When she saw me the first time , standing next to her bed, she suddenly got frightened and shouted for help…she called me ‘Master ‘and was really very very scared! I left the room and just hope she will calm down and sleep well!
After I left she calm down and when I phoned this morning Auguste told me that she had a good nights rest.
I phoned her daughter today and asked her about her mother’s life history. I said to her: I think your mother is scared of me ,because I am white! What she told me saddened me immensely.
My mother was as a young women a domestic worker in the Namakwaland. Her white masters sometimes took her with them on holiday to look after their children…she was transported , locked up in the boot of the car, to their holiday place. Sometimes never paid her and let her go hungry to bed!
Today she kept on calling me master in a way that saddens me very much! Once when she turned her face to the wall I softly touches her on her arm and said: I love you very much Auntie Marie!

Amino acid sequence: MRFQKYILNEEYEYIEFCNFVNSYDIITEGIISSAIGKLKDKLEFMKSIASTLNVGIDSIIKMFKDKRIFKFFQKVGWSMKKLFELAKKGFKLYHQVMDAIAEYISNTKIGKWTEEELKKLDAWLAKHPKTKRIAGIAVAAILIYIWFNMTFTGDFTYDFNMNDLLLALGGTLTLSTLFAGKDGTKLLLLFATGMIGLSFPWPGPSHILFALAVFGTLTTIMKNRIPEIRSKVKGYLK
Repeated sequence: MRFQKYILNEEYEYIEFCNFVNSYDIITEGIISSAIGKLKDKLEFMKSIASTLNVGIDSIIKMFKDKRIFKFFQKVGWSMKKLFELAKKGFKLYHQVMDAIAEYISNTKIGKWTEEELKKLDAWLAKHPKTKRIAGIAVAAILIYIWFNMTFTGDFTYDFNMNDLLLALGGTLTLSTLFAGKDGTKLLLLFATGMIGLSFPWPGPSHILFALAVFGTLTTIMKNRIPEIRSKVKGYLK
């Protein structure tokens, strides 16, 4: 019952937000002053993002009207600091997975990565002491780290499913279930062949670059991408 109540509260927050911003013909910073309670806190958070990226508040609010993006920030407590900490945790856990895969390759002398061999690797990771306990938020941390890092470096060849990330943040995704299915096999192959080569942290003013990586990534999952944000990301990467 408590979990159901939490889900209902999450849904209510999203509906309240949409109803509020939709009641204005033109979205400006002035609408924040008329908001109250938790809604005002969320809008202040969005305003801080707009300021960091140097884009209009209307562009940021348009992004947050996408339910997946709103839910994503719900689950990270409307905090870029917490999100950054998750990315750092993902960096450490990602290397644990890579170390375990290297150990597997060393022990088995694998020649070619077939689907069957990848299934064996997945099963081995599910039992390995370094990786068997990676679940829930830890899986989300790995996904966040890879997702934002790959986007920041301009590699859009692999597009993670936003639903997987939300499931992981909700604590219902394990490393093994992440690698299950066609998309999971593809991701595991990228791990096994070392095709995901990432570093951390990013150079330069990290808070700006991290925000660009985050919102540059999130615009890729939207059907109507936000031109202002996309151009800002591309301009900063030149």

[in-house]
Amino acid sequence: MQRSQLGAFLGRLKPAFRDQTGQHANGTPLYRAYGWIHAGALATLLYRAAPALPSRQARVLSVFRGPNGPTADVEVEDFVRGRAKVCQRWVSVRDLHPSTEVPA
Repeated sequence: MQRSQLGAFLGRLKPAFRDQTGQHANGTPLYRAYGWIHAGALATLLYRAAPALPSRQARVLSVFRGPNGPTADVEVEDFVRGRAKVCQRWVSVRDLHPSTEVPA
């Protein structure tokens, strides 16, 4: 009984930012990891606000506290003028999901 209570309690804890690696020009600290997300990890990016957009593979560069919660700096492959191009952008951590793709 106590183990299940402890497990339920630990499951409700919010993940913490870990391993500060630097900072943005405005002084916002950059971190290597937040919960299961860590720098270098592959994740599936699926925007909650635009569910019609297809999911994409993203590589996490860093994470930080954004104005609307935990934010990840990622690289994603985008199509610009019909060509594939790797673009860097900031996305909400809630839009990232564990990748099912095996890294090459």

Than she replied: Dankie oupa ( thank you grandfather)! She could hear me but didn’t see me.
I never will be able to replace the reality of apartheid she is living in , because it is and will always be her reality , but I hope I can help her to create ‘ good feelings ‘ about seeing a white man as some one who really care for her!
DEMENTIA IS AND WILL ALWAYS REVEALS THE SINS OF US AND OUR FATHERS! WE WILL NEVER BE ABLE TO CHANGE REALITIES OF THE PAST , BECAUSE I AM MY BRAIN….BUT WE CAN STILL CREATE QUALITY OF LIFE THROUGH LOVE!!
In September we mainly focused on our people. Our family. But who takes care of them?
Auguste – our first class manager
The second town that decided to go purple was of course Swakopmund!
Here we give a big round of applause to the Village Cafe & the lovely ladies that serve here.
A couple of towns in Namibia really went purple in September for Alzheimer’s month.
The first one we’ll look at is: Grootfontein in the north of Namibia.
On the 12th September, Grootfontein had its yearly festival and even here they went purple with a Remember Me float!
On the 21st September the Purple Fig Bistro in Grootfontein did their part by selling gorgeous purple cupcakes!
Medi Health Practise of Doctor’s Malan & Botha in Grootfontein also took part in the 2015 Alzheimer’s Day.
The Ladies from the Ester Group in Grootfontein spreading the good news!